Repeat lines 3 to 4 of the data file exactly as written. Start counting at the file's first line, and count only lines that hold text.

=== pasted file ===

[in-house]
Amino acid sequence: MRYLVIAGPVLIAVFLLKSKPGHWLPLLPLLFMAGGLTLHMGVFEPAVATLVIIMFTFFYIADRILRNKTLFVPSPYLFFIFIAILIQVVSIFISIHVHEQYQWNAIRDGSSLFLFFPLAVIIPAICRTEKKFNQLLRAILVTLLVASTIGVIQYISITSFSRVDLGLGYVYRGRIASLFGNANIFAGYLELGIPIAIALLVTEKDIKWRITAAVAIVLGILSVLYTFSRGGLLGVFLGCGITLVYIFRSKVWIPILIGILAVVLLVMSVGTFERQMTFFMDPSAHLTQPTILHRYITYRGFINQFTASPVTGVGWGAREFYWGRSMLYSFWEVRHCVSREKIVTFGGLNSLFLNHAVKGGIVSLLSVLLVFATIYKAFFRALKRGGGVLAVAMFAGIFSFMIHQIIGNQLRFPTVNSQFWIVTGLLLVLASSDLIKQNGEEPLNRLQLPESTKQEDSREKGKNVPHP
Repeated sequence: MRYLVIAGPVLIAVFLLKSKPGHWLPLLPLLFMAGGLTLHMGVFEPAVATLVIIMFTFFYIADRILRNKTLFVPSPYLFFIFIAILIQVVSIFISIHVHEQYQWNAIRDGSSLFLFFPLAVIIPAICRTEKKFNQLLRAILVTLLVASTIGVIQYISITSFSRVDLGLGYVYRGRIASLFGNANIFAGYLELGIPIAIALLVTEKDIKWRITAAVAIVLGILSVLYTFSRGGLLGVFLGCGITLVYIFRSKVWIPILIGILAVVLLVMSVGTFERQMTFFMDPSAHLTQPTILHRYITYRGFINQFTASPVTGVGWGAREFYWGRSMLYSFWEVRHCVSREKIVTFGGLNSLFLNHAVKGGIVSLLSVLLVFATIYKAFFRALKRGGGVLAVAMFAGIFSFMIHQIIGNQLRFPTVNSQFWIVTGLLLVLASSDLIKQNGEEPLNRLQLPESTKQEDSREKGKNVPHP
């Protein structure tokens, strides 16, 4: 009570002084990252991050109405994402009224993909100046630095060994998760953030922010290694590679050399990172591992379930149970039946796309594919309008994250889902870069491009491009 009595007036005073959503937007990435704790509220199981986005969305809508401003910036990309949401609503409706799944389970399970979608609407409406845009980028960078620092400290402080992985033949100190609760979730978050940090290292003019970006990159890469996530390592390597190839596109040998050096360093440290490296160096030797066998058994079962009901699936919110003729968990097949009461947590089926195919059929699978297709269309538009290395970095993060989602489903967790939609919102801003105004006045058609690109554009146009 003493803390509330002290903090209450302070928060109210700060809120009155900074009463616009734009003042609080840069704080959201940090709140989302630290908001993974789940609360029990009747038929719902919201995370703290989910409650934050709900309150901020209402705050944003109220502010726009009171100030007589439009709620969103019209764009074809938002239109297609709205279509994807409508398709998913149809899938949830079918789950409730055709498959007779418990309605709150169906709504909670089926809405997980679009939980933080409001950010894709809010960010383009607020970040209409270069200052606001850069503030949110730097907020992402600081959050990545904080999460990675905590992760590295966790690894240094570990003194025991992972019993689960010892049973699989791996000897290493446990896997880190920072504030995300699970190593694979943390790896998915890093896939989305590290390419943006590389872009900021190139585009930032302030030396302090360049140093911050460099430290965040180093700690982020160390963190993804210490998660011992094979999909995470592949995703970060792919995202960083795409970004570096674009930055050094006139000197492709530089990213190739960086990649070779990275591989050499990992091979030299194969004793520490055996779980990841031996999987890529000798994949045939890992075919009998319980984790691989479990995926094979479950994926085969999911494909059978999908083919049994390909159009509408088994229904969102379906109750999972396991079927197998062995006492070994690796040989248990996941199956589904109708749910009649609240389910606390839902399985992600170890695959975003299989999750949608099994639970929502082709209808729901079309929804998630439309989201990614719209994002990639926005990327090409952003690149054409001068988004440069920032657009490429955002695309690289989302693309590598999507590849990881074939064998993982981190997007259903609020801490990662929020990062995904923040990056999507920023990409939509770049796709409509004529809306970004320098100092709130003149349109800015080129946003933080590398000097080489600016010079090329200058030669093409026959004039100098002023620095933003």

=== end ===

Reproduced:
Repeated sequence: MRYLVIAGPVLIAVFLLKSKPGHWLPLLPLLFMAGGLTLHMGVFEPAVATLVIIMFTFFYIADRILRNKTLFVPSPYLFFIFIAILIQVVSIFISIHVHEQYQWNAIRDGSSLFLFFPLAVIIPAICRTEKKFNQLLRAILVTLLVASTIGVIQYISITSFSRVDLGLGYVYRGRIASLFGNANIFAGYLELGIPIAIALLVTEKDIKWRITAAVAIVLGILSVLYTFSRGGLLGVFLGCGITLVYIFRSKVWIPILIGILAVVLLVMSVGTFERQMTFFMDPSAHLTQPTILHRYITYRGFINQFTASPVTGVGWGAREFYWGRSMLYSFWEVRHCVSREKIVTFGGLNSLFLNHAVKGGIVSLLSVLLVFATIYKAFFRALKRGGGVLAVAMFAGIFSFMIHQIIGNQLRFPTVNSQFWIVTGLLLVLASSDLIKQNGEEPLNRLQLPESTKQEDSREKGKNVPHP
């Protein structure tokens, strides 16, 4: 009570002084990252991050109405994402009224993909100046630095060994998760953030922010290694590679050399990172591992379930149970039946796309594919309008994250889902870069491009491009 009595007036005073959503937007990435704790509220199981986005969305809508401003910036990309949401609503409706799944389970399970979608609407409406845009980028960078620092400290402080992985033949100190609760979730978050940090290292003019970006990159890469996530390592390597190839596109040998050096360093440290490296160096030797066998058994079962009901699936919110003729968990097949009461947590089926195919059929699978297709269309538009290395970095993060989602489903967790939609919102801003105004006045058609690109554009146009 003493803390509330002290903090209450302070928060109210700060809120009155900074009463616009734009003042609080840069704080959201940090709140989302630290908001993974789940609360029990009747038929719902919201995370703290989910409650934050709900309150901020209402705050944003109220502010726009009171100030007589439009709620969103019209764009074809938002239109297609709205279509994807409508398709998913149809899938949830079918789950409730055709498959007779418990309605709150169906709504909670089926809405997980679009939980933080409001950010894709809010960010383009607020970040209409270069200052606001850069503030949110730097907020992402600081959050990545904080999460990675905590992760590295966790690894240094570990003194025991992972019993689960010892049973699989791996000897290493446990896997880190920072504030995300699970190593694979943390790896998915890093896939989305590290390419943006590389872009900021190139585009930032302030030396302090360049140093911050460099430290965040180093700690982020160390963190993804210490998660011992094979999909995470592949995703970060792919995202960083795409970004570096674009930055050094006139000197492709530089990213190739960086990649070779990275591989050499990992091979030299194969004793520490055996779980990841031996999987890529000798994949045939890992075919009998319980984790691989479990995926094979479950994926085969999911494909059978999908083919049994390909159009509408088994229904969102379906109750999972396991079927197998062995006492070994690796040989248990996941199956589904109708749910009649609240389910606390839902399985992600170890695959975003299989999750949608099994639970929502082709209808729901079309929804998630439309989201990614719209994002990639926005990327090409952003690149054409001068988004440069920032657009490429955002695309690289989302693309590598999507590849990881074939064998993982981190997007259903609020801490990662929020990062995904923040990056999507920023990409939509770049796709409509004529809306970004320098100092709130003149349109800015080129946003933080590398000097080489600016010079090329200058030669093409026959004039100098002023620095933003």